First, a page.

Interior Ministry may backtrack on obligatory Green Pass
TRIESTE - Dock workers took to the streets to protest the compulsory Green pass and threaten mass strikes from Friday - the day the law is due to come into force, say port authorities. The president of the Port Authority of the Eastern Adriatic Sea, Zeno D'Agostino, has threatened to resign if an agreement to exempt port workers from the Green Pass is not reached before then.
In Trieste, as in other ports the Port Workers Authorities state that around 40 per cent of workers do not have a Green Pass and so the Workers' Committee announced that “if the obligation is not withdrawn” in the workplace, “it will block activities.”
Prime Minister Draghi called a meeting with ministers to discuss the problem and underlined the “possible impact of any defections due to the lack of a Green Pass may cause a serious compromise in the operations of the ports” and therefore “equally critical consequences for the sector and for the economy.”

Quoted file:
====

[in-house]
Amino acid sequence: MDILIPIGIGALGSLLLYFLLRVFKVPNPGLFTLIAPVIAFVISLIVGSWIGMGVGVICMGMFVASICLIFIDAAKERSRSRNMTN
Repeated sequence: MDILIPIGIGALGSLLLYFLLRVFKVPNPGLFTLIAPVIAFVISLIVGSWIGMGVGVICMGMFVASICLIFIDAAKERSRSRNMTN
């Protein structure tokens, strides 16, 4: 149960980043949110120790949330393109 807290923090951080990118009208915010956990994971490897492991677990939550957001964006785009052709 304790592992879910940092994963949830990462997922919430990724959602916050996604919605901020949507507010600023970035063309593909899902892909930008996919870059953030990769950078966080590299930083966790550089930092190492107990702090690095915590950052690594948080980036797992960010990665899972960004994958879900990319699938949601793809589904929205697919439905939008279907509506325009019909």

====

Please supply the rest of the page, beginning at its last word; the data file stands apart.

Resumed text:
Consequently the government is considering ways for port area personnel to work “without a Green pass” and to have “free rapid molecular or antigenic tests.” The free tests would not be provided by the state but rather the port sector companies are urged to independently find a solution to provide their employees with something equivalent to the Green Pass - in order to avoid "critical consequences" for the sector and its related activities. Companies operating the Trieste port, during a meeting with the region's Prefect Valerio Valenti, said they would be willing to cover the cost of tests for workers until Dec. 31.
The Democratic Party called the Interior Ministry’s response "inappropriate.” Matteo Salvini to the opportunity to attack the department, saying “ah, then it can be done! And nothing for the other millions of workers? Instead of businesses, the state should be contributing. Inadequate.”
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